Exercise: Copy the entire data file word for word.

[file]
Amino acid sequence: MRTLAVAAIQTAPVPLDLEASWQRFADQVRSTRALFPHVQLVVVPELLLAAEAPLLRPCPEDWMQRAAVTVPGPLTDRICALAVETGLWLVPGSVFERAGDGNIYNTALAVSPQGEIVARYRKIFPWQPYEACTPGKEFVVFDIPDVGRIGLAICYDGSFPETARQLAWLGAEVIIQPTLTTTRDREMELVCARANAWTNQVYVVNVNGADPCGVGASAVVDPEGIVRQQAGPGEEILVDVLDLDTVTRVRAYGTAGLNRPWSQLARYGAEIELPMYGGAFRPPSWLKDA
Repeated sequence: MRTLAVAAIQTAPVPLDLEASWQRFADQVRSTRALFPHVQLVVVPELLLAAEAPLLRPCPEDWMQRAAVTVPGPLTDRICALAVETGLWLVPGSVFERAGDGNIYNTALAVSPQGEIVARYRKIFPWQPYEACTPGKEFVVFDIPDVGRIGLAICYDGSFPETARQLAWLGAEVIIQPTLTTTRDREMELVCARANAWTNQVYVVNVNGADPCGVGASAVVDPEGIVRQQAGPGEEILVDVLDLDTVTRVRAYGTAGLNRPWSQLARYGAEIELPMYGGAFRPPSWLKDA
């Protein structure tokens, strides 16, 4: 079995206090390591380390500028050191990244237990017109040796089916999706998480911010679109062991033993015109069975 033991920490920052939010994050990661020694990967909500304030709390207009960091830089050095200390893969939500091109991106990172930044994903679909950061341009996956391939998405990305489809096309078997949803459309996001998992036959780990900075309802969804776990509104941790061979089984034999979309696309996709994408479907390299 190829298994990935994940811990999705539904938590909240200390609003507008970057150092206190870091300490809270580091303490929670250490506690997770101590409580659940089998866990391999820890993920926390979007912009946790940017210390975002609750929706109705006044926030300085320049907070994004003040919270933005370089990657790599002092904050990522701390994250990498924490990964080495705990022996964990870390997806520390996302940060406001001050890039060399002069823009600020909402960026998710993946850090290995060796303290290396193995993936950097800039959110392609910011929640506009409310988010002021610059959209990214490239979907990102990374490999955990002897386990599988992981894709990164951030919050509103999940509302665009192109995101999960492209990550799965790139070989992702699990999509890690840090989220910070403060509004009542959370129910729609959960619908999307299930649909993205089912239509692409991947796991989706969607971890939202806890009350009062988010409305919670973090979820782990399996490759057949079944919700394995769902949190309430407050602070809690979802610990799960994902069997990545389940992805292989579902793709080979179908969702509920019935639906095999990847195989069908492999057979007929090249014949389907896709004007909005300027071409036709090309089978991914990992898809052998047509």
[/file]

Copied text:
Amino acid sequence: MRTLAVAAIQTAPVPLDLEASWQRFADQVRSTRALFPHVQLVVVPELLLAAEAPLLRPCPEDWMQRAAVTVPGPLTDRICALAVETGLWLVPGSVFERAGDGNIYNTALAVSPQGEIVARYRKIFPWQPYEACTPGKEFVVFDIPDVGRIGLAICYDGSFPETARQLAWLGAEVIIQPTLTTTRDREMELVCARANAWTNQVYVVNVNGADPCGVGASAVVDPEGIVRQQAGPGEEILVDVLDLDTVTRVRAYGTAGLNRPWSQLARYGAEIELPMYGGAFRPPSWLKDA
Repeated sequence: MRTLAVAAIQTAPVPLDLEASWQRFADQVRSTRALFPHVQLVVVPELLLAAEAPLLRPCPEDWMQRAAVTVPGPLTDRICALAVETGLWLVPGSVFERAGDGNIYNTALAVSPQGEIVARYRKIFPWQPYEACTPGKEFVVFDIPDVGRIGLAICYDGSFPETARQLAWLGAEVIIQPTLTTTRDREMELVCARANAWTNQVYVVNVNGADPCGVGASAVVDPEGIVRQQAGPGEEILVDVLDLDTVTRVRAYGTAGLNRPWSQLARYGAEIELPMYGGAFRPPSWLKDA
């Protein structure tokens, strides 16, 4: 079995206090390591380390500028050191990244237990017109040796089916999706998480911010679109062991033993015109069975 033991920490920052939010994050990661020694990967909500304030709390207009960091830089050095200390893969939500091109991106990172930044994903679909950061341009996956391939998405990305489809096309078997949803459309996001998992036959780990900075309802969804776990509104941790061979089984034999979309696309996709994408479907390299 190829298994990935994940811990999705539904938590909240200390609003507008970057150092206190870091300490809270580091303490929670250490506690997770101590409580659940089998866990391999820890993920926390979007912009946790940017210390975002609750929706109705006044926030300085320049907070994004003040919270933005370089990657790599002092904050990522701390994250990498924490990964080495705990022996964990870390997806520390996302940060406001001050890039060399002069823009600020909402960026998710993946850090290995060796303290290396193995993936950097800039959110392609910011929640506009409310988010002021610059959209990214490239979907990102990374490999955990002897386990599988992981894709990164951030919050509103999940509302665009192109995101999960492209990550799965790139070989992702699990999509890690840090989220910070403060509004009542959370129910729609959960619908999307299930649909993205089912239509692409991947796991989706969607971890939202806890009350009062988010409305919670973090979820782990399996490759057949079944919700394995769902949190309430407050602070809690979802610990799960994902069997990545389940992805292989579902793709080979179908969702509920019935639906095999990847195989069908492999057979007929090249014949389907896709004007909005300027071409036709090309089978991914990992898809052998047509």